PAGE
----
Sat, May 10, 2008 - Page 8 News List

Johnny Neihu's Mailbag

A scuttling nation

Dear Johnny,

After being an avid reader and fan of yours and after meditating on many things Taiwan, I have come to the conclusion that the national animal needs to be changed. The Formosan Black Bear is a relic of the past that hardly represents Taiwan’s national character.

After thinking about the nature of nationalism — while nonchalantly beating my students at school for failing their 10-word spelling test — I decided that Taiwan should change the way it views itself and its national identity.

I have come to the realization that the national animal should be that mighty innovator, that crafty survivor: the valiant cockroach.

This fundamental change in the mindsets of Taiwanese could bring about a better way of thinking.

No more should the cockroach be seen in a negative light. Taiwan should not be seen as the nuisance that won’t go away in international politics, but the clever beast that sneaks across the Strait and feasts from the iron rice bowl.

Taiwanese should complain no more about going to Vancouver and San Francisco and seeing too many Middle Kingdom descendants, but bask in the glory that Taiwanese (like the Irish) are a breeding people.

The cockroach should be this nation’s new calling card, not the phallic symbolism of Taipei 101 or rip-offs of Western and Japanese culture.

So hopefully the next time I ask my students what animal best represents the island of Taiwan, they can proudly reply: “The cockroach!”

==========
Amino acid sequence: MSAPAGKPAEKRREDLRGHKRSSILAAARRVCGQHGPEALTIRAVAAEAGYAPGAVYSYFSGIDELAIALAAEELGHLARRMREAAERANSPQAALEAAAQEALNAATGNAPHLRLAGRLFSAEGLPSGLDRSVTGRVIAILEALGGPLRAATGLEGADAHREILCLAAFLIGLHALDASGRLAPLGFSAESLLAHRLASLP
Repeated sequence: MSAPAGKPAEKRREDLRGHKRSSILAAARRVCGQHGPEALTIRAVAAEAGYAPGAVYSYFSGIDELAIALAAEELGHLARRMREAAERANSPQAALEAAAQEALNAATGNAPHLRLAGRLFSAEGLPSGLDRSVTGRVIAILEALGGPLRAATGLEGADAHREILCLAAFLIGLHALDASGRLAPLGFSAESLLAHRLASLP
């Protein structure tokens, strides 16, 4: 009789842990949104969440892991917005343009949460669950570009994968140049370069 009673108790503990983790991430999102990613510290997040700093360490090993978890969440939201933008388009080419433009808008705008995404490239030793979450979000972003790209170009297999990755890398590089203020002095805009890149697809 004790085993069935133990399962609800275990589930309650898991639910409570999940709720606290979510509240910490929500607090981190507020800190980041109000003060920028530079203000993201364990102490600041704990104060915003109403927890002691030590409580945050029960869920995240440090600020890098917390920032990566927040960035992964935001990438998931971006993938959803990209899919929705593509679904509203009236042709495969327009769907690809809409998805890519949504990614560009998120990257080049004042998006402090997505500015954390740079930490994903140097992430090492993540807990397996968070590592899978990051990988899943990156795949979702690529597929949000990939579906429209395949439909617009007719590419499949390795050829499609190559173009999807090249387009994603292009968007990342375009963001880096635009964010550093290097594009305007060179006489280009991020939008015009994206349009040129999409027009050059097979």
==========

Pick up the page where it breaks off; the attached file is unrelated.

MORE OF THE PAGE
The Piper in the Hills

Yongkang, Tainan County

PS: If one more of those blasted little black dogs chases me while I’m riding my mountain bike in the hills and mountains of southern Taiwan, it’s going to feel a night market throwing star.

Johnny replies: I take your point that as a species threatened with extinction, the Formosan Black Bear is not the best symbol for a nation, even if it is not our national animal.

But I believe that you can do a whole lot better than pick a creature that is widely despised, despite its ability to procreate and live through a nuclear winter.

And I hate to break it to you, Piper, but were a valiant little cockroach able to survive the perilous waters of the Taiwan Strait and set foot (or is that feelers?) on the Fujianese coast, he would soon discover that it’s been a long time since the iron rice bowl mode of communist political economy was in force.

If the breeding metaphor impresses you, I regret to remind you that we Taiwanese are not living up to our side of the bargain. Look at the birth rate and wince.

All of this talk of animals being used to represent nations brings to mind the panda debate at the Taipei Zoo.

Think about it, Piper, if you were an ordinary Taiwanese punter and you were taking your kids to the zoo, where would you go first?

The panda enclosure? Absolutely, assuming that the pandas are let in.

The Formosan Black Bear pit? Maybe, assuming that you didn’t get lost trying to find the indigenous species section of the zoo and the kids didn’t get distracted by the monkey exhibit. Even then, some of the bears they have on offer have amputated limbs (presumably from bear traps up in the mountains), and that doesn’t make for spectacular bouts of bear-on-bear behavior.

The cockroach enclosure? I think you jest, dear fellow.

Maybe we should settle for the panda as a national animal, but — as with the Formosan Black Bear — tweak the DNA so that there’s a “V” symbol on its chest. Cool.

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